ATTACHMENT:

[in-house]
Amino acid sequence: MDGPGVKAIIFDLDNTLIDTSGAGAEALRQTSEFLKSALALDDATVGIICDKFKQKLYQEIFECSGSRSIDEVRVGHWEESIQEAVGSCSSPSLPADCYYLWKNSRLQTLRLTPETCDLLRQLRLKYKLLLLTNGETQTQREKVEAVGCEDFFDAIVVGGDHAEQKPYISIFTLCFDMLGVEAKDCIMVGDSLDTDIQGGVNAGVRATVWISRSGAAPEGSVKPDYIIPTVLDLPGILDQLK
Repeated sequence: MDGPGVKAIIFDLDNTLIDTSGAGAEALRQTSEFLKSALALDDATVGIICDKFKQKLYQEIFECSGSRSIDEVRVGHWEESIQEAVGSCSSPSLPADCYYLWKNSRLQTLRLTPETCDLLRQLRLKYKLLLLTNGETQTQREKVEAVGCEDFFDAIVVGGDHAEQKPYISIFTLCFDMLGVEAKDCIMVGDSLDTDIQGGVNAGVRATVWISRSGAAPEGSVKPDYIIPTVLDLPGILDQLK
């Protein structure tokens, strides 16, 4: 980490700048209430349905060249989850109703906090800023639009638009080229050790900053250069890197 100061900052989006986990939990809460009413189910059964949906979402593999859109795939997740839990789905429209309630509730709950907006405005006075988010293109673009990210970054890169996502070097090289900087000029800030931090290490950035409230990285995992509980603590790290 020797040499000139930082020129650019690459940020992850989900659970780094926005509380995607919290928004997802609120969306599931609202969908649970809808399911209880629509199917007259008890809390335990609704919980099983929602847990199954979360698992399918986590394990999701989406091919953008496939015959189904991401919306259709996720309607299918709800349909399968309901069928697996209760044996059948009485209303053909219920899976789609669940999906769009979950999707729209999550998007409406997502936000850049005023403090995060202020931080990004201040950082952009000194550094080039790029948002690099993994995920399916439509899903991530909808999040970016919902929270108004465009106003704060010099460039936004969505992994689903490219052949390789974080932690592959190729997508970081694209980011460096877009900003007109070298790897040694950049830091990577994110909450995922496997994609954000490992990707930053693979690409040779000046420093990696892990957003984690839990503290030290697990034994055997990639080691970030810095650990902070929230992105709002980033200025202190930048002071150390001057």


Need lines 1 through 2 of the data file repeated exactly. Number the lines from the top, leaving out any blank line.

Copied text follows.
[in-house]
Amino acid sequence: MDGPGVKAIIFDLDNTLIDTSGAGAEALRQTSEFLKSALALDDATVGIICDKFKQKLYQEIFECSGSRSIDEVRVGHWEESIQEAVGSCSSPSLPADCYYLWKNSRLQTLRLTPETCDLLRQLRLKYKLLLLTNGETQTQREKVEAVGCEDFFDAIVVGGDHAEQKPYISIFTLCFDMLGVEAKDCIMVGDSLDTDIQGGVNAGVRATVWISRSGAAPEGSVKPDYIIPTVLDLPGILDQLK